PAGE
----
You might think that having sorted out property tax, the mortgage, utility bills, and home insurance, that you’d finally be able to put the property up for sale. And you might. But inherited properties are rarely perfect, and there’s a good chance you might have to get over one of the following hurdles first:
The Property Needs Renovation Work
Of all the reasons why sellers can’t put an inherited property up for sale immediately, this is by far the most common. Typically, houses owned by the ill or elderly are rarely kept up-to-date or in the best shape. It’s no secret that you become less concerned with having a state-of-the-art kitchen as you get older, not to mention fixing the roof. These issues tend to only come to the fore when it is time to sell. So what kind of renovation work can you expect to face? And how can you go about fixing it?
Serious Structural Issues
Forget about replacing the wallpaper or carpet—there may be much more serious structural issues with the property that will absolutely have to be fixed prior to selling, including:
- Foundation repairs: The foundational structure of the house in California is more important than probably anywhere else in the country thanks to the San Andreas fault. If the property’s foundations need strengthening, you could be looking at an average bill of between $5000-$7000.
- Roofing renovations: Whether it’s replacing a few broken tiles or the entire roof, it will be almost impossible to sell a property with a faulty roof. Unfortunately, it is one of the most expensive repairs, with an average price tag of $12,000.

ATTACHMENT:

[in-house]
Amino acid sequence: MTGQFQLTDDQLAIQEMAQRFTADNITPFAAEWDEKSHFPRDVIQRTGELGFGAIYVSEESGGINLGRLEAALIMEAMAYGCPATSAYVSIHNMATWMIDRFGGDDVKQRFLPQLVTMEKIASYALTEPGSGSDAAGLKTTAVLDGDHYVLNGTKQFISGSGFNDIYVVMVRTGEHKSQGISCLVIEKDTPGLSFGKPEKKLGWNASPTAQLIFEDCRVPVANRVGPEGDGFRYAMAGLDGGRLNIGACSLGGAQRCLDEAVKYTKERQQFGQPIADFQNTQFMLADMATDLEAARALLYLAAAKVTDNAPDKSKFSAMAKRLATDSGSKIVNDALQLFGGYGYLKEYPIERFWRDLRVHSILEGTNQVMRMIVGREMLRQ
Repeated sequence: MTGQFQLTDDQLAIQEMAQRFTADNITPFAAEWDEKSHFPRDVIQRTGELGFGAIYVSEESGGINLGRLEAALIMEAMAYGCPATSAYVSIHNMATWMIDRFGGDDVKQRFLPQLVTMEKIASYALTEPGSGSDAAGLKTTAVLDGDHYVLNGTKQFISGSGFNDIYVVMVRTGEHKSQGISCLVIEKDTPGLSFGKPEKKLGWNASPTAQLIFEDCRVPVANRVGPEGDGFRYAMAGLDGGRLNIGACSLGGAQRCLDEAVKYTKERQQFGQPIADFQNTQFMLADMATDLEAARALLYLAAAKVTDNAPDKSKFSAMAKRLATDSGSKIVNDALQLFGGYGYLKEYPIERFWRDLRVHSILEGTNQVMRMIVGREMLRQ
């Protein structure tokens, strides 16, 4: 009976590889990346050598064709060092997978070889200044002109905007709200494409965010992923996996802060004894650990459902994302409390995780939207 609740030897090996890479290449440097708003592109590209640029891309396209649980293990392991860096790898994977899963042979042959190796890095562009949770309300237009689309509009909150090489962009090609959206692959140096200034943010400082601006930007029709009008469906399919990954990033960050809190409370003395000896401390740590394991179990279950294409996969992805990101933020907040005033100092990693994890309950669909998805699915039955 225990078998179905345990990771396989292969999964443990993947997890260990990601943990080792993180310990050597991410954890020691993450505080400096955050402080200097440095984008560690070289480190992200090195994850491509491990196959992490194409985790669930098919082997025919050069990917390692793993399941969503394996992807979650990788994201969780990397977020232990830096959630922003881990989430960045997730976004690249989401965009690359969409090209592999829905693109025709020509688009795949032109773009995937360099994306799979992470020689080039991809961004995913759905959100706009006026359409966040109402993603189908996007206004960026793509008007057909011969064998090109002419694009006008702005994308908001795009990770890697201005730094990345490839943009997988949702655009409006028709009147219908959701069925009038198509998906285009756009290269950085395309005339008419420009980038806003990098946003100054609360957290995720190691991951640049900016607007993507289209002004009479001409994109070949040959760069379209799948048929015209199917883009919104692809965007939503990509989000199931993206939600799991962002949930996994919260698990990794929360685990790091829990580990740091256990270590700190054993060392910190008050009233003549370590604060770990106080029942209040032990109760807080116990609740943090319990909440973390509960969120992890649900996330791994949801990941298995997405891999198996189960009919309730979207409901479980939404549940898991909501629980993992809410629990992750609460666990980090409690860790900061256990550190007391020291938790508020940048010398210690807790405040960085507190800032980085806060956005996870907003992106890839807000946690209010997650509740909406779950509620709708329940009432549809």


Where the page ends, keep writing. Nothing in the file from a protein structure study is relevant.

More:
- Electrical rewiring: This can be a serious fire hazard, and while much electrical work is moderately priced, the bill can soon get out of hand if the entire home needs rewiring. For a small to medium-sized home, expect the bill to run to around $10,000 to replace wiring throughout the property.
All of the following can be repaired by a renovations contractor, but these types of major issues unfortunately come at a significant cost.
Infestations may not seem as serious as structural damage, but they can be just as harmful to the health of your property and your chances of selling as anything else. Let’s break down the most common infestations:
- Asbestos: Usually asbestos is only discovered during the inspection prior to completing the sale. Not only is it a deal breaker, it also means the seller has wasted time and money putting a property on the market that will never sell. If the home you are inheriting is particularly old (over 50 years), it’s worth having an inspector around before putting the property on the market. Newer properties built after 1970—when asbestos was declared a carcinogen and eliminated from commercial use—are very unlikely to have asbestos. If you find asbestos in your inherited property, then you need to get experts in straightaway. Unfortunately, removal can only be carried out by trained professionals, which means high labor costs and a bill that could easily run into tens of thousands of dollars.